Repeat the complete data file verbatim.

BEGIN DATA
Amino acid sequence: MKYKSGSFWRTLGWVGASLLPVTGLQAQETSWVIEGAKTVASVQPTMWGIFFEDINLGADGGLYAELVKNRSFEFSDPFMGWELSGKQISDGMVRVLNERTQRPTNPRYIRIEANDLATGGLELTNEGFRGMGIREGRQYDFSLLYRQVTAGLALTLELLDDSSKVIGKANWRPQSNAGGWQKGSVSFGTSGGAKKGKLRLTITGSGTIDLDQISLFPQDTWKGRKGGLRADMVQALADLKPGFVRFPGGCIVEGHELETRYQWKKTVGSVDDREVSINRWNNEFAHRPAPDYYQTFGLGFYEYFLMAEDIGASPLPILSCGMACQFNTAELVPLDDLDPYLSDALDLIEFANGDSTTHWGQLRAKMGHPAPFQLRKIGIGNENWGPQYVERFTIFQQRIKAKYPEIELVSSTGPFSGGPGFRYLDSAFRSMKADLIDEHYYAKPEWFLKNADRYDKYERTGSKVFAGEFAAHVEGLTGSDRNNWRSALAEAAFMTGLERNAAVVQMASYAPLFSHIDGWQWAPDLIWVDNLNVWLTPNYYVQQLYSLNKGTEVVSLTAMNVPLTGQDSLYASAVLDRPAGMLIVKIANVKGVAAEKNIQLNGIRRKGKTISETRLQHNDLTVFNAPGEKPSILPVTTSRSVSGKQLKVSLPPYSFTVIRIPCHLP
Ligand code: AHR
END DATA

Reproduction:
Amino acid sequence: MKYKSGSFWRTLGWVGASLLPVTGLQAQETSWVIEGAKTVASVQPTMWGIFFEDINLGADGGLYAELVKNRSFEFSDPFMGWELSGKQISDGMVRVLNERTQRPTNPRYIRIEANDLATGGLELTNEGFRGMGIREGRQYDFSLLYRQVTAGLALTLELLDDSSKVIGKANWRPQSNAGGWQKGSVSFGTSGGAKKGKLRLTITGSGTIDLDQISLFPQDTWKGRKGGLRADMVQALADLKPGFVRFPGGCIVEGHELETRYQWKKTVGSVDDREVSINRWNNEFAHRPAPDYYQTFGLGFYEYFLMAEDIGASPLPILSCGMACQFNTAELVPLDDLDPYLSDALDLIEFANGDSTTHWGQLRAKMGHPAPFQLRKIGIGNENWGPQYVERFTIFQQRIKAKYPEIELVSSTGPFSGGPGFRYLDSAFRSMKADLIDEHYYAKPEWFLKNADRYDKYERTGSKVFAGEFAAHVEGLTGSDRNNWRSALAEAAFMTGLERNAAVVQMASYAPLFSHIDGWQWAPDLIWVDNLNVWLTPNYYVQQLYSLNKGTEVVSLTAMNVPLTGQDSLYASAVLDRPAGMLIVKIANVKGVAAEKNIQLNGIRRKGKTISETRLQHNDLTVFNAPGEKPSILPVTTSRSVSGKQLKVSLPPYSFTVIRIPCHLP
Ligand code: AHR